How will the Republican Party nominate its statewide candidates this year? Check out the 2021 Nomination – Republican Party of Virginia. This web page provides a list of the candidates and the call for a convention, 2021-Convention-Call-March1.pdf (virginia.gop). The convention will be held on May 8, 2021, starting at 9:00 a.m., at Liberty University, 1971 University Blvd., Lynchburg, VA 24515.

If we want to become a delegate representing Republicans in Prince William County, we have to apply through the PWCGOP – Official Website of the Prince William County Republican Committee. Alternatively, if we live in Manassas, we have to go through the Manassas Republican Committee (themanassasgop.com).

That sound confusing? Not enough information? Well, the local parties are still getting up to speed. They have yet to publish their own convention calls. Nevertheless, if there is someone whose nomination your support, please visit their website (listed here, 2021 Nomination – Republican Party of Virginia). To get the nomination, a candidate must have lots of delegates at the convention who will vote for them. If a candidate can show you how to register for the convention, you may wish to reconsider your support.

Why did Virginia Republicans choose a convention instead of a primary election to nominate its candidates? Well, the answer depends upon who we ask. Here are some points worth considering, however.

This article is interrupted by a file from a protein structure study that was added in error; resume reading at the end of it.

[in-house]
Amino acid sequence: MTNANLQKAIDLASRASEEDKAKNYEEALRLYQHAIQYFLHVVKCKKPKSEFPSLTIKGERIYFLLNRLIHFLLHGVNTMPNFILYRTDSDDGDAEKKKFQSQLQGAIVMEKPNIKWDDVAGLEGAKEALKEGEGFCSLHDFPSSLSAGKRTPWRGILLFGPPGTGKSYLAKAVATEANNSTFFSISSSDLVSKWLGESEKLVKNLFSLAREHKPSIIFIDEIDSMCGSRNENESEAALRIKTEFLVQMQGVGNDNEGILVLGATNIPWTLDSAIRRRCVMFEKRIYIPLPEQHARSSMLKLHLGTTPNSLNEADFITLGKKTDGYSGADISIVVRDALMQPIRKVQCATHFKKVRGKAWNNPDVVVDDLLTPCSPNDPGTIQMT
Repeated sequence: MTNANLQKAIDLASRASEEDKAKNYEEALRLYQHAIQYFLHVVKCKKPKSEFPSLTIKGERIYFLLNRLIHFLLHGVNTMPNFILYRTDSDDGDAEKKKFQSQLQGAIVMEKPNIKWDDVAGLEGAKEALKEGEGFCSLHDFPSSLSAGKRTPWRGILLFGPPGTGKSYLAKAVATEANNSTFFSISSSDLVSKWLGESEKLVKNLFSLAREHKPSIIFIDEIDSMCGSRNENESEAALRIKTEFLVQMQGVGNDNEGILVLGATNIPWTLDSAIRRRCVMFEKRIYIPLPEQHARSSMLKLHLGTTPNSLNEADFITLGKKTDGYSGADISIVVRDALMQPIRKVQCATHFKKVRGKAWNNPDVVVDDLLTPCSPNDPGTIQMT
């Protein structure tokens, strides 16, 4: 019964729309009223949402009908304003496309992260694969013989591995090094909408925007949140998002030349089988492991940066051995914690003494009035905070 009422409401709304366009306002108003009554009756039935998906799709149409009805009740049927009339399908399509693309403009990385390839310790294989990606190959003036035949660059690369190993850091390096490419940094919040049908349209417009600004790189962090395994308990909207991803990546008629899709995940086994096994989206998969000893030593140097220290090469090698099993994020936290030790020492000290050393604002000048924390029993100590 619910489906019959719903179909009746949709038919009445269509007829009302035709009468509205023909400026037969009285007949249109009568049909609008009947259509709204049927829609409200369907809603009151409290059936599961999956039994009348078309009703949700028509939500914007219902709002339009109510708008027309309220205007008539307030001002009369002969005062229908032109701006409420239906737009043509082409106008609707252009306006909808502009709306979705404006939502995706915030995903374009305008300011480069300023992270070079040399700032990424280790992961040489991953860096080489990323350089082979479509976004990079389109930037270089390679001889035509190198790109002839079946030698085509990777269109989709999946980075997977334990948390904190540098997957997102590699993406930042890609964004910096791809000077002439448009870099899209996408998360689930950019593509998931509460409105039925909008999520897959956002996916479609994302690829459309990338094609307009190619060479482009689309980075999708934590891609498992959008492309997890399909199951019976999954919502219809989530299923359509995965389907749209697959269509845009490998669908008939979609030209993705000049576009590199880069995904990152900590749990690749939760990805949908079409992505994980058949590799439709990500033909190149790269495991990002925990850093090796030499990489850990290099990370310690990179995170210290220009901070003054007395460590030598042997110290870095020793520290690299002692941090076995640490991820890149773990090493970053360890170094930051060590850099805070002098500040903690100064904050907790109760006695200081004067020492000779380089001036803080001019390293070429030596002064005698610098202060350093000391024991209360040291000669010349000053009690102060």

• A political party is a private, not a government, entity. When a primary election is held, that puts the government — and incumbent politicians — in charge the process that a political party uses to select its candidates. In principle, since any political party should want to hold its candidates fully accountable, that is not a good idea.
  • The First Amendment to the Constitution provides us the right to assemble and petition the government. That includes nominating candidates for public office. Since the way the First Amendment protects our rights is by prohibiting Congress from making any law that would prohibit or abridge “the right of the people peaceably to assemble, and to petition the Government for a redress of grievances,” one has to wonder why we have primary elections. Since primary elections undermine the development of third party movements, commonsense suggests that primary elections pose 14th Amendment equal protection and due process issues. Unfortunately, since primary elections have been around for decades, it is unlikely that the courts would prohibit them.
  • After the last election, Virginia Republicans now thoroughly doubt the integrity of government-run elections, including those run by the government of Virginia. Undoubtedly, Virginia Republicans want to do their best to nominate candidates who will fight to ensure the integrity of Virginia’s elections.

One last observation. None of this relates to how the nominees who will run to represent the various portions of Prince William County in the House of Delegates will be selected. That will be covered in another post.

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